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ESPN analyst calls for players to boycott Final Four

ESPN college basketball analyst Jay Williams has called for players to boycott the upcoming Final Four as a protest to a lack of payment from the NCAA.

In a video posted to his Twitter account, Williams compared the college scholarship system to the NBA salary cap. "As gross revenue increases, guess what happens in the NBA? The salary cap rises," he says. "But as gross revenue increases in college sports, particularly in college basketball, the scholarship stays absolutely the same."

If players want change... real change & force the hand of the #NCAA. This is what WE need to do. You not only need to boycott but this is how you boycott.

— Jay Williams (@RealJayWilliams) February 28, 2018

The NCAA recently approved cost of attendance scholarships that ups the value of each agreement by four or low-five figures -- and also agreed to pay out $208.7 million to thousands of athletes that signed scholarship papers before COA scholarships were approved. The NCAA's contract with CBS and Turner to televise the NCAA Tournament pays out nearly $20 billion over the life of the 22-year contract, which runs through 2032. Williams, a former Duke point guard, is not the first to call for a Final Four boycott, but he is the most prominent such voice in these times where a Final Four boycott actually does not seem like a far-fetched fever dream. For what it's worth, Williams reached the Final Four with Duke in 2001. He did not boycott, instead leading the Blue Devils to that season's national championship. Two years ago, a threatened boycott by the Missouri football team for a non-conference game against BYU was enough to bring the entire university to its knees, so one can only wonder what a boycott of the NCAA's crown jewel event would do. Reminder that Jay Williams, before he worked for ESPN, worked as a "recruiter" for a sports agency firm. Williams admitted on air that his firm gave $250,000 to Kevin Love's AAU coach in hopes of representing Love when he went pro.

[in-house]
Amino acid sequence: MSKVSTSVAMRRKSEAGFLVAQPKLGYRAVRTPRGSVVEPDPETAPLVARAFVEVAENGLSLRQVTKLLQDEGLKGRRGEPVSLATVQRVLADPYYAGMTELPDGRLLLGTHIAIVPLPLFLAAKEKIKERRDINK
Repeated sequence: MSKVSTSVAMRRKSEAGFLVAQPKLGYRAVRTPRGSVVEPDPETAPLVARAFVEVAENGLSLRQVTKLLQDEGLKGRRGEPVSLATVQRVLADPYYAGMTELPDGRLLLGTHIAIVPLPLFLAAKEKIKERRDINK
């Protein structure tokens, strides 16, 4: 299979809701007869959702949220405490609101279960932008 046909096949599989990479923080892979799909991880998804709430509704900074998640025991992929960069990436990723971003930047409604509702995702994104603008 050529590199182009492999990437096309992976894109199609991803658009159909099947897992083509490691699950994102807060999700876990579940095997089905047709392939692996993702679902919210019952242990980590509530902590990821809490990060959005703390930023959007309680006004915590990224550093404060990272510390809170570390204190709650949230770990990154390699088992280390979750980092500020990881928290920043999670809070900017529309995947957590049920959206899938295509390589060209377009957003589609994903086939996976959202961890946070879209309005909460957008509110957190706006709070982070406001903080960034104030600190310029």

Love did not ultimately go with the firm Williams worked for. Love said at the time, "If I was going with an agent why would I ever go with a guy who, no offense, but he crashed a motorcycle into a tree. I'm not going to go with a guy that's reckless."